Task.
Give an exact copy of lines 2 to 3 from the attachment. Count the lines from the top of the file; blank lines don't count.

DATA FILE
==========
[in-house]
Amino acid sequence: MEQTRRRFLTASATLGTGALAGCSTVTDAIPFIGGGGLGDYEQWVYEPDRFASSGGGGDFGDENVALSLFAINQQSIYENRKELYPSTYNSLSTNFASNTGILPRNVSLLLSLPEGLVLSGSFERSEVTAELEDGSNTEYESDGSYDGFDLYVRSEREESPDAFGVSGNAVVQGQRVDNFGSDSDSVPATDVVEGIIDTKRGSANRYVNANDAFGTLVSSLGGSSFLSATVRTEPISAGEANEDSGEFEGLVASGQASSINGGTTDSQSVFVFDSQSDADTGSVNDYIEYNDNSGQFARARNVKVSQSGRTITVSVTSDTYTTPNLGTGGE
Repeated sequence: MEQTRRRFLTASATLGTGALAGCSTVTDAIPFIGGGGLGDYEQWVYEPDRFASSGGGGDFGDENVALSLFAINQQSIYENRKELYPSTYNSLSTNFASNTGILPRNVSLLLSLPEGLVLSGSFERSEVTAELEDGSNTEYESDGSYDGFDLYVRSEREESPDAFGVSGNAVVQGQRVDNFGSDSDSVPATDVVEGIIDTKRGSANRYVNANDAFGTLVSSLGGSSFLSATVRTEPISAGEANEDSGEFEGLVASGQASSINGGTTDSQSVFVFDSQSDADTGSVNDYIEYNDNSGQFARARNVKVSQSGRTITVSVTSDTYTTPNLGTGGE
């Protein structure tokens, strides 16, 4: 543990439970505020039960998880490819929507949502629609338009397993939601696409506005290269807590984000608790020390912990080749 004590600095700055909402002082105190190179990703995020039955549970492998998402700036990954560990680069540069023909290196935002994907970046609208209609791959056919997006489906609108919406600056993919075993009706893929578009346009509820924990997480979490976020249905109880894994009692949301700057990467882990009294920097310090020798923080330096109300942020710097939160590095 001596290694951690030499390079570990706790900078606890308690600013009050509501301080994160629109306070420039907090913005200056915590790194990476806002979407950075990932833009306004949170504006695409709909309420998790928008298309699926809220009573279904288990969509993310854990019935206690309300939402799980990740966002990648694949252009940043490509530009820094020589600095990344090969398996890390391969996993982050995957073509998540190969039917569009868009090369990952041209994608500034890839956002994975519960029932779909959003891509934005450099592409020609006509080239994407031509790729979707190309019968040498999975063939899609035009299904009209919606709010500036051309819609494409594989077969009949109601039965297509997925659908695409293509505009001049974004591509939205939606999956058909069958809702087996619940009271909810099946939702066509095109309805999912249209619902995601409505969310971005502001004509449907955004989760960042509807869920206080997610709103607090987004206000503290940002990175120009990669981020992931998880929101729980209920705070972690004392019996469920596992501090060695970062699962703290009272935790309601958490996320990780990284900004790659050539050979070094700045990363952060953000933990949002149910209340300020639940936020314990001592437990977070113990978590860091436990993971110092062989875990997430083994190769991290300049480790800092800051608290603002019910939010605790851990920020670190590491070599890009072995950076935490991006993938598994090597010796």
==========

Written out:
Amino acid sequence: MEQTRRRFLTASATLGTGALAGCSTVTDAIPFIGGGGLGDYEQWVYEPDRFASSGGGGDFGDENVALSLFAINQQSIYENRKELYPSTYNSLSTNFASNTGILPRNVSLLLSLPEGLVLSGSFERSEVTAELEDGSNTEYESDGSYDGFDLYVRSEREESPDAFGVSGNAVVQGQRVDNFGSDSDSVPATDVVEGIIDTKRGSANRYVNANDAFGTLVSSLGGSSFLSATVRTEPISAGEANEDSGEFEGLVASGQASSINGGTTDSQSVFVFDSQSDADTGSVNDYIEYNDNSGQFARARNVKVSQSGRTITVSVTSDTYTTPNLGTGGE
Repeated sequence: MEQTRRRFLTASATLGTGALAGCSTVTDAIPFIGGGGLGDYEQWVYEPDRFASSGGGGDFGDENVALSLFAINQQSIYENRKELYPSTYNSLSTNFASNTGILPRNVSLLLSLPEGLVLSGSFERSEVTAELEDGSNTEYESDGSYDGFDLYVRSEREESPDAFGVSGNAVVQGQRVDNFGSDSDSVPATDVVEGIIDTKRGSANRYVNANDAFGTLVSSLGGSSFLSATVRTEPISAGEANEDSGEFEGLVASGQASSINGGTTDSQSVFVFDSQSDADTGSVNDYIEYNDNSGQFARARNVKVSQSGRTITVSVTSDTYTTPNLGTGGE